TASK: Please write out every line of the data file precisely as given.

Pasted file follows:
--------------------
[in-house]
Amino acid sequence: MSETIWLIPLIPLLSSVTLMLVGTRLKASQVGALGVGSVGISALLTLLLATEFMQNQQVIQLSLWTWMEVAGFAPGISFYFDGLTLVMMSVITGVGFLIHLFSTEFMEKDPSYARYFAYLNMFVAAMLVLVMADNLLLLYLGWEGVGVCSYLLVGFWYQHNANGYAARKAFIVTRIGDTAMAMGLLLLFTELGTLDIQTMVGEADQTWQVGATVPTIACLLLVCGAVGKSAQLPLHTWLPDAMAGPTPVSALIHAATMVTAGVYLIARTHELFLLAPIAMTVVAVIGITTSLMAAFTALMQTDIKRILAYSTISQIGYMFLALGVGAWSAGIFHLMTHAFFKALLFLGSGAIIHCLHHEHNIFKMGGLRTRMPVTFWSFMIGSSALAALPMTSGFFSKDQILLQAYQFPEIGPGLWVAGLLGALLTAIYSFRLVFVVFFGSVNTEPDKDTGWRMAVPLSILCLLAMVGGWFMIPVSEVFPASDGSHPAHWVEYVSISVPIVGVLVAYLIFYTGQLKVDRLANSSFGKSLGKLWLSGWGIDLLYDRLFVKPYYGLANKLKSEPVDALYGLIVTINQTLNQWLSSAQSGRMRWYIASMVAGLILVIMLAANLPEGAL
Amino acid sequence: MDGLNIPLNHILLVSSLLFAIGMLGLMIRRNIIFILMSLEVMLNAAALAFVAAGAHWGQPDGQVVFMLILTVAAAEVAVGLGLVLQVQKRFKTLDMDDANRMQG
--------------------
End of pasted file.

[in-house]
Amino acid sequence: MSETIWLIPLIPLLSSVTLMLVGTRLKASQVGALGVGSVGISALLTLLLATEFMQNQQVIQLSLWTWMEVAGFAPGISFYFDGLTLVMMSVITGVGFLIHLFSTEFMEKDPSYARYFAYLNMFVAAMLVLVMADNLLLLYLGWEGVGVCSYLLVGFWYQHNANGYAARKAFIVTRIGDTAMAMGLLLLFTELGTLDIQTMVGEADQTWQVGATVPTIACLLLVCGAVGKSAQLPLHTWLPDAMAGPTPVSALIHAATMVTAGVYLIARTHELFLLAPIAMTVVAVIGITTSLMAAFTALMQTDIKRILAYSTISQIGYMFLALGVGAWSAGIFHLMTHAFFKALLFLGSGAIIHCLHHEHNIFKMGGLRTRMPVTFWSFMIGSSALAALPMTSGFFSKDQILLQAYQFPEIGPGLWVAGLLGALLTAIYSFRLVFVVFFGSVNTEPDKDTGWRMAVPLSILCLLAMVGGWFMIPVSEVFPASDGSHPAHWVEYVSISVPIVGVLVAYLIFYTGQLKVDRLANSSFGKSLGKLWLSGWGIDLLYDRLFVKPYYGLANKLKSEPVDALYGLIVTINQTLNQWLSSAQSGRMRWYIASMVAGLILVIMLAANLPEGAL
Amino acid sequence: MDGLNIPLNHILLVSSLLFAIGMLGLMIRRNIIFILMSLEVMLNAAALAFVAAGAHWGQPDGQVVFMLILTVAAAEVAVGLGLVLQVQKRFKTLDMDDANRMQG